Anyone who argues against the jew’s agenda is a “hater.” No jew ever, anywhere is admitted to be driven by anything but love of all mankind – humankind!

      As Orwell realized, the totalitarians work to simplify things into two categories: bad and good. What favors the tyrants is good, what hurts or opposes them is bad. Adjectives expressing degrees or nuances are eliminated.

    4. A. Says:

      What a crock. Shakespeare even went so far as to invented his own words. Once we get rid of the jews, remember to keep this kind of stuff for the school ma’ms, but when the men and women come on, hands off. We don’t need your chains anymore than we need the jews’ chains, nor do Aryans need you telling us what is Aryan and what is not.

      We can figure it out for ourselves. That is what freedom is you tosser. :)

      And as for totalitarians working to ultra-plus-plus-contextualize things, so too those who would be an impediment to the evolution of our language. Out with you! Out of our holy temple!

      Bring me my whip boy! Ole “RitaSent”, the meanest ass licker in the West!

    5. A. Says:

      And the correct phrase is “correct English”, and not “proper English” as you have so abused it. :p

    6. Alex Linder Says:

      “Proper English” isn’t a phrase, as you have abused it.

      I don’t object to new words, I object to the abuse of existing ones and the malicious simplification behind the jewframes imposed on the non-major-media-owning public.

    7. ron Says:

      Keep it up Alex.
      My pet peeve is the often mis-pronounced word: forte
      As a word to describe a strong ability or skill, it is pronounced: “FORT”, not “FORTAY”. “FORTAY” is another word, spelled the same, but meaning a loud passage in music, etc. Different roots. Alas, some dictionaries now acknowledge the artsy-fartsies who had to say it wrong three times a day a decade or four ago.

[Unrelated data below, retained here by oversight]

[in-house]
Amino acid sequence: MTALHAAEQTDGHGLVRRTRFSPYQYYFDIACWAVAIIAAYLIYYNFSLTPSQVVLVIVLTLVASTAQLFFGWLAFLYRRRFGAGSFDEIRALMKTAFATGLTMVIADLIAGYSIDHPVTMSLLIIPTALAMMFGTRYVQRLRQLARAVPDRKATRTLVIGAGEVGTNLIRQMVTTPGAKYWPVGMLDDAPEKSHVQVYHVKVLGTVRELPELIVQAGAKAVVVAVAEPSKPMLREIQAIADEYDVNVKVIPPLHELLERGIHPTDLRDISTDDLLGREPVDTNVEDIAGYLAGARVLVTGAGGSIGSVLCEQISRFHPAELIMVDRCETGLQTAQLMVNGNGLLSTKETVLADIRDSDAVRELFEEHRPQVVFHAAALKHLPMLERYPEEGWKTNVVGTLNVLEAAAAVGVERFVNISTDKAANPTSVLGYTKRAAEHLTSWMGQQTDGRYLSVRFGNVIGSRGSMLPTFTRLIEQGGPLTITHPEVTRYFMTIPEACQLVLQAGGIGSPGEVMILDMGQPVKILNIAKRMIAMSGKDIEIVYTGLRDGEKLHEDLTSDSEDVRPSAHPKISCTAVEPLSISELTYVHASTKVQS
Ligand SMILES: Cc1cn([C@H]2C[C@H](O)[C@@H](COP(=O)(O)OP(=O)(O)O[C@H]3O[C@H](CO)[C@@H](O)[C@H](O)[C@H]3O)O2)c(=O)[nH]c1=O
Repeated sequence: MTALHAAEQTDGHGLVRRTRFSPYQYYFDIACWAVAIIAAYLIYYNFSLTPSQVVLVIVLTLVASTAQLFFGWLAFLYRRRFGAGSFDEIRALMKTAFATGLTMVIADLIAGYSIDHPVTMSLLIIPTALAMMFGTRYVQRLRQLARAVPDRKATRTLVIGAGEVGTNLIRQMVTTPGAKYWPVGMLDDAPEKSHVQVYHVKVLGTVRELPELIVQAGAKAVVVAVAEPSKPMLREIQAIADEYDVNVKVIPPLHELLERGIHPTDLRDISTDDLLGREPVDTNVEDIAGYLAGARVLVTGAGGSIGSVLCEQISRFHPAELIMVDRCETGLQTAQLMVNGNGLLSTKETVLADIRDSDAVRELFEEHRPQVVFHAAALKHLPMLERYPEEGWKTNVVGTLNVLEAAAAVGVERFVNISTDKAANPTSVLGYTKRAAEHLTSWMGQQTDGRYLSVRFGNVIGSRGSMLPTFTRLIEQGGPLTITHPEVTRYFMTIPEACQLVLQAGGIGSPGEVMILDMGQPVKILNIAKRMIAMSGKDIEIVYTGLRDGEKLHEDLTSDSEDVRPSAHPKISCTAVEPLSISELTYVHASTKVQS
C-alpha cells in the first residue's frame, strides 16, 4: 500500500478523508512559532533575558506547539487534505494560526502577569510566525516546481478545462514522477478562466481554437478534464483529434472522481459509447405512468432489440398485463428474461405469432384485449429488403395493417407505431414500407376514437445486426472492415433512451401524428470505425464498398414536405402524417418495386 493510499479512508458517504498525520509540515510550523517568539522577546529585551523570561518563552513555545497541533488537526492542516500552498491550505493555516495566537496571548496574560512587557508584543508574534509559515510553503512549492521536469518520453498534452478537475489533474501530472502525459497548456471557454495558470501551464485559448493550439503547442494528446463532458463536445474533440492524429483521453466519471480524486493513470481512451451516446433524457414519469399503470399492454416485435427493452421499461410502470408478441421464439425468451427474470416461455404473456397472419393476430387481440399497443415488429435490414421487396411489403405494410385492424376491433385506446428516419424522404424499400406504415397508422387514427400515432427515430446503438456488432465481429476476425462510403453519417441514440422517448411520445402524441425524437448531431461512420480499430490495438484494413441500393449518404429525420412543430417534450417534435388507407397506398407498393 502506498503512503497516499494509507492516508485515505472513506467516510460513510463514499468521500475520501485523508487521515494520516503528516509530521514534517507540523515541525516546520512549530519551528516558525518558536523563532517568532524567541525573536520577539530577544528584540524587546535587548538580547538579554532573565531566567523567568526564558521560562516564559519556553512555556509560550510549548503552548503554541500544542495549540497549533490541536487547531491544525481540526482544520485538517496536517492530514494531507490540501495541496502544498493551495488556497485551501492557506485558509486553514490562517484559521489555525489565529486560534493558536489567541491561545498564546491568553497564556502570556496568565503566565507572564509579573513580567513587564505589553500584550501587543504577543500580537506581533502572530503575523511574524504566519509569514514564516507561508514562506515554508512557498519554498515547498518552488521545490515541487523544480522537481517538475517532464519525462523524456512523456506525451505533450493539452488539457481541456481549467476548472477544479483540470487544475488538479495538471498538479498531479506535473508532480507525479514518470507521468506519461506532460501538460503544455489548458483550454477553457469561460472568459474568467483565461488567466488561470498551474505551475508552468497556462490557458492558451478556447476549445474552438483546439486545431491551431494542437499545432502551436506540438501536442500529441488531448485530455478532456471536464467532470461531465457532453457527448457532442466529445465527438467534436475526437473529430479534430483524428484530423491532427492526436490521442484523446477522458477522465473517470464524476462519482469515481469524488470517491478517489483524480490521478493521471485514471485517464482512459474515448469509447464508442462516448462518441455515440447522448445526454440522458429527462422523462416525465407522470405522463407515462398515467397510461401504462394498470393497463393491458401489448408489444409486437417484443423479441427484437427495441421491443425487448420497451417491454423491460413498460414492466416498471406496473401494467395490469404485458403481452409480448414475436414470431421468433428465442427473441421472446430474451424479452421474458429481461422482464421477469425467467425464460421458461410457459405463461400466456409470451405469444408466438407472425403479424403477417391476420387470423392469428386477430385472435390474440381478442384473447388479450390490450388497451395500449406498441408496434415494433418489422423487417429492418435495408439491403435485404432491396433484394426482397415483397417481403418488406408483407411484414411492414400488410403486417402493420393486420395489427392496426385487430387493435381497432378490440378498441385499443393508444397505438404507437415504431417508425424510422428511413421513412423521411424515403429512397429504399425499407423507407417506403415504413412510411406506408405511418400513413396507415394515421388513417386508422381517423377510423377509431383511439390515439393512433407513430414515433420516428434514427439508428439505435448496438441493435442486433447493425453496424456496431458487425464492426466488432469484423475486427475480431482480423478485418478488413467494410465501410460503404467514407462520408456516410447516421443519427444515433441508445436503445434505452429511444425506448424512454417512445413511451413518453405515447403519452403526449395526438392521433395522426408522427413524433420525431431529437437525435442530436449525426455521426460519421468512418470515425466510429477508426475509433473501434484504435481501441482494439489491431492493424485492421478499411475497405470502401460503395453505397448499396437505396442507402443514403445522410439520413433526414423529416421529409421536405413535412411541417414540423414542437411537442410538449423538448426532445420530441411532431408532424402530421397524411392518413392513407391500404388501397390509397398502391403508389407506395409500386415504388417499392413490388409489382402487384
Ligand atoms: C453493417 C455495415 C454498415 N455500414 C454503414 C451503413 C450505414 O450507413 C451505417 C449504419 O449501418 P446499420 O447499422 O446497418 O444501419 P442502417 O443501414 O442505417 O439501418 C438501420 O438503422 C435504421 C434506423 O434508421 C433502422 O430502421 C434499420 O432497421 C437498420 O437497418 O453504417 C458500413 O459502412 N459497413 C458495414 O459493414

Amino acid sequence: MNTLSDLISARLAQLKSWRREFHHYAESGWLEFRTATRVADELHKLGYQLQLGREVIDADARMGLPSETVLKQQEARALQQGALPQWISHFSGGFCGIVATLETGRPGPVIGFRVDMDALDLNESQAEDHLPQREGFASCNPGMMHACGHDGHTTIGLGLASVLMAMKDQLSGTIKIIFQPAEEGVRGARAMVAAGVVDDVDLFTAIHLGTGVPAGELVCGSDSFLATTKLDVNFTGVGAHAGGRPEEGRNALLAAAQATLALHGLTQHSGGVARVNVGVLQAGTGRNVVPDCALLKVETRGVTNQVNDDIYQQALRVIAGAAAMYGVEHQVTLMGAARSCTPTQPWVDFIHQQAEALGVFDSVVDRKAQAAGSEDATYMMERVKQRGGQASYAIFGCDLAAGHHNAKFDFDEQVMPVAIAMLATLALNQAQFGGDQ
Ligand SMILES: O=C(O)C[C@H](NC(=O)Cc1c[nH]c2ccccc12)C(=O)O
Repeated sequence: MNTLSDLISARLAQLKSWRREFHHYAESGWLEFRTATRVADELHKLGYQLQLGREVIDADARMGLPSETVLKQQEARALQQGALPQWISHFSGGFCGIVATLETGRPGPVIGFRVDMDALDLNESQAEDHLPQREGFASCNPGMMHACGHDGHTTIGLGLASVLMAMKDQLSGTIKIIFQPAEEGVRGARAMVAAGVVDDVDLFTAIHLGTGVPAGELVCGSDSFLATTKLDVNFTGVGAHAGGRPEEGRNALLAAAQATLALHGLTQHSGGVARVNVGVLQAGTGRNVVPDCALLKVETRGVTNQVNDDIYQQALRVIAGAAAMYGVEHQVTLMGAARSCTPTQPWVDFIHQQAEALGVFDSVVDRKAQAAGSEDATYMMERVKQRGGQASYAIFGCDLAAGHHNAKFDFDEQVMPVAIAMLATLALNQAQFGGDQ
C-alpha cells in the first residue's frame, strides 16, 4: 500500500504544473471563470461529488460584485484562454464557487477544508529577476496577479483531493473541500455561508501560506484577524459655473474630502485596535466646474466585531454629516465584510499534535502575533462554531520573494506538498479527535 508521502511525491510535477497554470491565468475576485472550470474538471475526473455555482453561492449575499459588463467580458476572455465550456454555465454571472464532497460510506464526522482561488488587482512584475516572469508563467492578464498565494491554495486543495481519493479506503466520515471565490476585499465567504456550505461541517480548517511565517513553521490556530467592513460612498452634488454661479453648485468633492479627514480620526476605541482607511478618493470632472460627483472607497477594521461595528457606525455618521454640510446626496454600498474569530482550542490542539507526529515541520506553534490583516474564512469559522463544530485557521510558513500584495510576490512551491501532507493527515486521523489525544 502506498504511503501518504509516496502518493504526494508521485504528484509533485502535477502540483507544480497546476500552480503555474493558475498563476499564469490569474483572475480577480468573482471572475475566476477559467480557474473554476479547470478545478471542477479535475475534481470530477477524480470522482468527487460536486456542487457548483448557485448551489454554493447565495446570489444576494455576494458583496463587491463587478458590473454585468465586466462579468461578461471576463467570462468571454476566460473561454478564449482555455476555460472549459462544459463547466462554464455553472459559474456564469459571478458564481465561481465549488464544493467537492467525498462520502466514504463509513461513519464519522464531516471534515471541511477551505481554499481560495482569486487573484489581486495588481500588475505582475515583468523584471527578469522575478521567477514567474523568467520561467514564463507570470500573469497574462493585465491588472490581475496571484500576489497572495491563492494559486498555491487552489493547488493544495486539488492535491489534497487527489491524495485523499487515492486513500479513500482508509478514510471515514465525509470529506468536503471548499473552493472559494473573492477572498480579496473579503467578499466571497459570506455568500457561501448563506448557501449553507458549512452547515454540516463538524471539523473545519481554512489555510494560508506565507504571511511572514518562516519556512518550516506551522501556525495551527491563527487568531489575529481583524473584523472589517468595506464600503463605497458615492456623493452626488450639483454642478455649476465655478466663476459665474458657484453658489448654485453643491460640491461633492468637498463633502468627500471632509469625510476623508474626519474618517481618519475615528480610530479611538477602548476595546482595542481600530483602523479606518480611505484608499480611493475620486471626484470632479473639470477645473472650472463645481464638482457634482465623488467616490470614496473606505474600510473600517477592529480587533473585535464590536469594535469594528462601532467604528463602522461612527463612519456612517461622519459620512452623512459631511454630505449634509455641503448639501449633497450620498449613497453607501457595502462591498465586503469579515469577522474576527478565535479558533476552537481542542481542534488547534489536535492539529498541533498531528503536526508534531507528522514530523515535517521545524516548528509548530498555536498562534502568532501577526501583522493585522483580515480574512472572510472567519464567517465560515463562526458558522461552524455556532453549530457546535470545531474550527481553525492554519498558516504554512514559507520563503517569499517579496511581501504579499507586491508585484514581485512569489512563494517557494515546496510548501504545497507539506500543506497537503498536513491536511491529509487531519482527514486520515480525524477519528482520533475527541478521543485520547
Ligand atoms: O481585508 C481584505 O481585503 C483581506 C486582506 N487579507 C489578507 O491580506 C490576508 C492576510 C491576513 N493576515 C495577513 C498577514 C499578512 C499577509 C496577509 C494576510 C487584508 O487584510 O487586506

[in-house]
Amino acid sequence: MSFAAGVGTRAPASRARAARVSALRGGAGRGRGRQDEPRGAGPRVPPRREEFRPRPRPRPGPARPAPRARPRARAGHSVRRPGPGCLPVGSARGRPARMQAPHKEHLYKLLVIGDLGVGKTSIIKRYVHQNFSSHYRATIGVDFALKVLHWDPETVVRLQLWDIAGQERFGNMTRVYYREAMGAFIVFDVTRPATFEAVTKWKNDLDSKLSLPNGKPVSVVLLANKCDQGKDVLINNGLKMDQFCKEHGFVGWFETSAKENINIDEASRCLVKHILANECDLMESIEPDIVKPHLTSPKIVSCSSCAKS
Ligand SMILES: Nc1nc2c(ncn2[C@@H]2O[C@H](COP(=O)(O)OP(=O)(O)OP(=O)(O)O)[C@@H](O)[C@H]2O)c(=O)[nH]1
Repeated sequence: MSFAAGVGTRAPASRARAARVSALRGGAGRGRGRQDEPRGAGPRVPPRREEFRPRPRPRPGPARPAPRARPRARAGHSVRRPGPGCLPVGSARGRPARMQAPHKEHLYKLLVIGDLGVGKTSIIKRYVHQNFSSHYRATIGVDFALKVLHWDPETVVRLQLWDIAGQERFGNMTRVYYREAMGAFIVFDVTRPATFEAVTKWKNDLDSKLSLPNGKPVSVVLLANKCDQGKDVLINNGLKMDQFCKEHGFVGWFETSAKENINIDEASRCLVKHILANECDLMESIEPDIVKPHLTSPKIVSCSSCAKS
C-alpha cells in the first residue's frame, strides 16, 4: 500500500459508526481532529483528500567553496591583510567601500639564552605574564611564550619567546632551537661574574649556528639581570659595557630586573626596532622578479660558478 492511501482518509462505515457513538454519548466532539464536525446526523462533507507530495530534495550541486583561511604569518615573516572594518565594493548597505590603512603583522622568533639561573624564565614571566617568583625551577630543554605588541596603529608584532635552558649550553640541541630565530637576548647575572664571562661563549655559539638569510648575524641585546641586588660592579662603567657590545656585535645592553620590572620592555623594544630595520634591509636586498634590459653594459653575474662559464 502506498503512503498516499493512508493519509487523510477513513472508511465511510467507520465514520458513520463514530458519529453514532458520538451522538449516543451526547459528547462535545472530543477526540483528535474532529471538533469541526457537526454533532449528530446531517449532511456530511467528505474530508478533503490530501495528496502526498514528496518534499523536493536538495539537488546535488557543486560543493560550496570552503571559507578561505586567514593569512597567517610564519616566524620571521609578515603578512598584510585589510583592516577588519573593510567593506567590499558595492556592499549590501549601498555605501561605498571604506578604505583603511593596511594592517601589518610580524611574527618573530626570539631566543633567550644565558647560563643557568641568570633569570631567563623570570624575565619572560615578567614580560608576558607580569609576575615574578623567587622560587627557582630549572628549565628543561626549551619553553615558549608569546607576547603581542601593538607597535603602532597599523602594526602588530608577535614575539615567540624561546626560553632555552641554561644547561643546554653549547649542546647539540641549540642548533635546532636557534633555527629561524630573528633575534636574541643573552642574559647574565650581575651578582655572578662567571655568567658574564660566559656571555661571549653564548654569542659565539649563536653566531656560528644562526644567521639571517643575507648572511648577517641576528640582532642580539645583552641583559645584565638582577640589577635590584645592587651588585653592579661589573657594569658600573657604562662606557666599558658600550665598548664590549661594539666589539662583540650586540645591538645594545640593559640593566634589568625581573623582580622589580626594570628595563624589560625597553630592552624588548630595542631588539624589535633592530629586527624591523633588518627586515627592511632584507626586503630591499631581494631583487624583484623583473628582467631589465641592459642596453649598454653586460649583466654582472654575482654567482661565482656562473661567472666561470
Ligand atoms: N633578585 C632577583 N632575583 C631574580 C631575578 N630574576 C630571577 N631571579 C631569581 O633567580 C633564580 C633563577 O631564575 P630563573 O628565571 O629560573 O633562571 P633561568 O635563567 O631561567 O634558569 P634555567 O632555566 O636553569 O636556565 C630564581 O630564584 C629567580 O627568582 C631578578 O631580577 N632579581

8. A. Says:

      Sorry Alex, you are correct in that “proper English” is not a phrase, but “correct English” is a phrase, a Noun Phrase. So you are wrong about me abusing the word. It is okay. I don’t require an apology. The joy of spreading knowledge is enough for me. :)

    9. Edward Teach Says:

      I don’t think I’ve seen the proper distinction made for “between” and “among” in the last sixteen years worth of print media.

      “Between” is used when descrbing relations of two individuals, groups, or parties:

      As a rule, Paypal ignores proprieties in remittance matters between itself and white nationalist websites.

      “Among” is used for relations of more than two individuals, groups, or parties:

      White nationalists would benefit from a united front between their individual groups and their ZOG-backed adversaries. However, treachery and distrust among these groups, and even among members within a single organization, preclude concerted efforts.

      Nowadays, “between” is the all-purpose word.

    10. alex Says:

      Most irritating is the dropping of him for them or his for their. Almost standard these days. I also dont’ like the English use of collective instead of singular for group, team, audience, but this way has come to dominate.

    11. sr Says:

      I would comment, but I have always been reluctant, probably because I stuttered as a child.

    12. Edward Teach Says:

      In addition, “disrespect” is a noun, not a verb.